8 Awesome jQuery tutorials to make your one-page portfolio shine

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Recently on GDB, we discussed some simple but necessary elements of a successful one-page portfolio design. To add to those insights, I thought today would be a good day to include a collection of some simple yet useful jquery tutorials, demos, and snippets that will help your one-page
portfolio really stand out. Designing a one-page portfolio is unique because you have a limited amount of space, essentially lose the use of forward and back buttons on your browser, and have to really think hard about unique usability. These simple jquery tips will help you as you begin to design your one-page portfolio.

Revealing Photo Slider

This beautiful piece of jQuery by Chris Coyier allows you to turn thumbnail images into full-size images in one simple animation. Since one of our tips from the previous article was to create a simple portfolio, I thought this script might help achieve that goal.


Sliding Door Effect

Another option for your portfolio is to have thumbnails of the images with a sliding-door effect to reveal more information about the project. This method can be used to achieve that task in a beautiful and effective way. (Also, take note that there are many CSS3 and HTML5 effects that can achieve these same results. Depending on your target audience, you may want to consider using a few more modern techniques. Perhaps we can explore some of those options on a later post here at GDB.)


Smooth Scrolling

As mentioned in the comments on the previous post, a “to top” link/button can be extremely useful for a one-page portfolio design. Not only that, but any navigation using anchor tags can help the user navigate your one-page site. One way to help them realize where they are on the page in relation to where they came from is by using a Smooth Scrolling jQuery snippet. There are many smooth-scrollers out there; I enjoy this one because it automatically turns all the anchors on the page into smooth-scrolling anchors.


Fancy Navigation Menu

This simple yet attractive navigation menu provided by NetTuts+ offers a sleek, non-distracting look for any sidebar navigation. Perhaps using this menu with a fixed position in CSS would make for a beautiful portfolio style.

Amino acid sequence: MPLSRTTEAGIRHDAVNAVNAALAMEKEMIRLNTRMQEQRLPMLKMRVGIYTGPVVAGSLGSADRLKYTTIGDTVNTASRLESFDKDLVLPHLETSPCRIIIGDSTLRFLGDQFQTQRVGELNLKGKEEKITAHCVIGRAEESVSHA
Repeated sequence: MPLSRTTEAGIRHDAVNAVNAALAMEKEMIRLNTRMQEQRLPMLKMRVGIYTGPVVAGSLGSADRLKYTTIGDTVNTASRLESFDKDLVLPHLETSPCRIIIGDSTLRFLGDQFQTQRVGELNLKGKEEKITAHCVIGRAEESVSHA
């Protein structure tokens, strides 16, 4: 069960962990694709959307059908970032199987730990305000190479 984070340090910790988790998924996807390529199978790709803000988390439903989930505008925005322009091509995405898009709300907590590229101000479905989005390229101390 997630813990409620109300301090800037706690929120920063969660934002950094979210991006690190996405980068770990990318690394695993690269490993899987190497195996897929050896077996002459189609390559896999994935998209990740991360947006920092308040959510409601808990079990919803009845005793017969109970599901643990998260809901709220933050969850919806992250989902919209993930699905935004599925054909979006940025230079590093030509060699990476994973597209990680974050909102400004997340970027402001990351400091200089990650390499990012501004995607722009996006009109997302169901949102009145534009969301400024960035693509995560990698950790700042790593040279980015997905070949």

Another attractive sliding door technique

This tutorial, offered by Timothy van Sas, is another very professional alternative to the sliding doors example mentioned above. Simply cause an image of any project in your portfolio to rollover to a description of the project.


Simple Dropdown Menu

This jQuery tutorial is extremely simple-looking. There’s not really anything too fancy about it, but it offers one solution to a more attractive dropdown menu and it’s easy to execute. Perhaps it’s the space-saver your one-page portfolio needs.


Tool-tip Style Animated Hover

Brought to us by WebDesignerWall.com, this article contains a variety of extremely useful jQuery animation tricks for designers who are new to the jQuery neighborhood. One particular effect that might prove useful in a one-page portfolio, is the tool-tip style hover animation effect. Essentially, you hover over a button, some text, anything you choose, really, and a speech-bubble appears with further information. This can come in useful when you want to include more information without taking up the precious (and limited) real estate on your one-page portfolio site.

VIEW TUTORIAL (scroll to 5a.) – VIEW DEMO

Content Slider

There are millions of content sliders available out there. If you are pressed for space, but have a lot of content you want to display, a content slider is an excellent solution. They allow you to have multiple panes of content and a navigation that lets you scroll through that content. The following slider is easy to use and quite effective.


What else would you add to the list?

Have you used a really cool piece of jQuery in your portfolio? Have your written your own snippet that might come in handy for the rest of us? Please share your thoughts, experiences, and resources with us!

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About Preston D Lee

Preston is a web designer, entrepreneur, and the founder of this blog. @prestondlee